Skam has finally released Bola's early, untitled 12" singles on a single CD called Shapes.  I can't decide if the record avoids sounding dated because it is timeless, or because the state of vaguely dance-oriented, melodic electronic music hasn't progressed much since the late '90s.  It's probably a little of both.


Bola's Soup remains one of my most played records because it captures that simple but entirely synthetic beauty of melancholic electro better than just about anything else.  While Boards of Canada were warming up the analog tubes and Autechre were moving away from melodies towards complete abstraction, Bola was turning out the electro equivalent of love songs and power ballads made with drum machines.  So, it's no surprise that I'm a big fan of Shapes, which is a record from that general era of Bola material between his first two albums.

Apparently the collectors have been clamoring for a re-release of this initially limited vinyl offering for some time, but I imagine that in some cases, that has more to do with completing Skam listings on Discogs than it does with actually sitting down to enjoy these tunes.  The reissue is good for folks like me, though, who weren't on the right mailing lists when these records came out and don't routinely spend fortunes on eBay tracking down out-of-print vinyl.  

What's a little strange about Shapes is the way it comfortably fits in Bola's discography no matter where I try to place it chronologically.  While it shares a lot of the stylistic touches of Bola's oldest work (and indeed one of these tracks appeared on the Skampler compilation in some form,) if Skam had told me that this was just a completely NEW Bola record, I think I would have been none the wiser.  In fact, when stacked up against the many other producers making this kind of emotive synth music in 2006, Shapes sounds positively contemporary.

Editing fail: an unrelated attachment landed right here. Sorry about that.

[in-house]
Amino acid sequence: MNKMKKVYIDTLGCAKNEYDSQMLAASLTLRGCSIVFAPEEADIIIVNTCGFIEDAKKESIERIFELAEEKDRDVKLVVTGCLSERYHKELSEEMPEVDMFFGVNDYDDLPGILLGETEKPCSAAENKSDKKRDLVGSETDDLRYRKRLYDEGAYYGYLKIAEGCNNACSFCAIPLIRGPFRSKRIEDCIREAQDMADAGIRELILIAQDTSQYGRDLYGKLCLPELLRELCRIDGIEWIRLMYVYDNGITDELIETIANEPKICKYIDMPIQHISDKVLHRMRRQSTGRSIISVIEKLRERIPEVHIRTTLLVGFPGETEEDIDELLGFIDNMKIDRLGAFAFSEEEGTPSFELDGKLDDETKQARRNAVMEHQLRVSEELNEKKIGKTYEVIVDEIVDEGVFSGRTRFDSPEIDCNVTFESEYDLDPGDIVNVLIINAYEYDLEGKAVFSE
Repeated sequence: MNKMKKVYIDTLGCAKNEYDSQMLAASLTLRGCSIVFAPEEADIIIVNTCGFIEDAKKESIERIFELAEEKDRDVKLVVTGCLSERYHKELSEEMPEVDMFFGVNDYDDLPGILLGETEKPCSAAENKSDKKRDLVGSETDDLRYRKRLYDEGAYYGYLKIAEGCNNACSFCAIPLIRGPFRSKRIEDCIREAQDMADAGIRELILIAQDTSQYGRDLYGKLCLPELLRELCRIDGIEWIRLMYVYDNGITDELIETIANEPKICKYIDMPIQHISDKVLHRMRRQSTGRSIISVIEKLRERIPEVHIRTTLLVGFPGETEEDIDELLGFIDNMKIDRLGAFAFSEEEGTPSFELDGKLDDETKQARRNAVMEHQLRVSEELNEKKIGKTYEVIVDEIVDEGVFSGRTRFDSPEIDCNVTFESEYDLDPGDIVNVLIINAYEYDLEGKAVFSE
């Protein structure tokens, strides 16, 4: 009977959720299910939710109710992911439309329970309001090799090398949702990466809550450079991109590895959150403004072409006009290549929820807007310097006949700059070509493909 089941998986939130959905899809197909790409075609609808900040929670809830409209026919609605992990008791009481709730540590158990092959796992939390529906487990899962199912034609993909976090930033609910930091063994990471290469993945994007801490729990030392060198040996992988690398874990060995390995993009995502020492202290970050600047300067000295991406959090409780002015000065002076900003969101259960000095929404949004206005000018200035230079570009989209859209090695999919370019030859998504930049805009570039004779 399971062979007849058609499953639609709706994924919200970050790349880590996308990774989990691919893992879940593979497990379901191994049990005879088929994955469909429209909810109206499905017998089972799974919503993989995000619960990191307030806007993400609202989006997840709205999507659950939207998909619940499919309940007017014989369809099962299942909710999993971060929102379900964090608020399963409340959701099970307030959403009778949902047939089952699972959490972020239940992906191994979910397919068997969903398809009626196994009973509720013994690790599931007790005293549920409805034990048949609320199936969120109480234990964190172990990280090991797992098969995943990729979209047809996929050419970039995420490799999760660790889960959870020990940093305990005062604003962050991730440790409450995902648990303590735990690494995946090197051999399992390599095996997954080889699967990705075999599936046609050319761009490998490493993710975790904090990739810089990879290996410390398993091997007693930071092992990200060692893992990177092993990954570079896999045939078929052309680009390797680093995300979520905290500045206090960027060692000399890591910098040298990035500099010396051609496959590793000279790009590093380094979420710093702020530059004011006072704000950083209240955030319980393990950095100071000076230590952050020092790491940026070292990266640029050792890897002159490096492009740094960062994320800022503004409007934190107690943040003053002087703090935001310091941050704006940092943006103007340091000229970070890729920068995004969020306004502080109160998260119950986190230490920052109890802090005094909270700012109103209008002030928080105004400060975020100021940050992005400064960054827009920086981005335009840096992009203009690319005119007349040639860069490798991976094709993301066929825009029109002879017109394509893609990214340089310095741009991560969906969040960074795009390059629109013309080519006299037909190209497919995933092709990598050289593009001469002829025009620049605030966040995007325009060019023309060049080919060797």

That's probably a bit of a mixed blessing.  Like a lot of bands that put out an early record that I love and then don't veer far from the formula, I imagine that when I want to reach for a Bola record I'll probably always just pull out Soup or the anomalous Mauver if I want to mix it up.   Still, it's nice to have yet another example of impeccibly crafted electro mood music to drop when the grooves on the old favorites have worn thin.  Besides, when I put the tracks all together on an mp3 player, I'll probably never tell them apart anyway.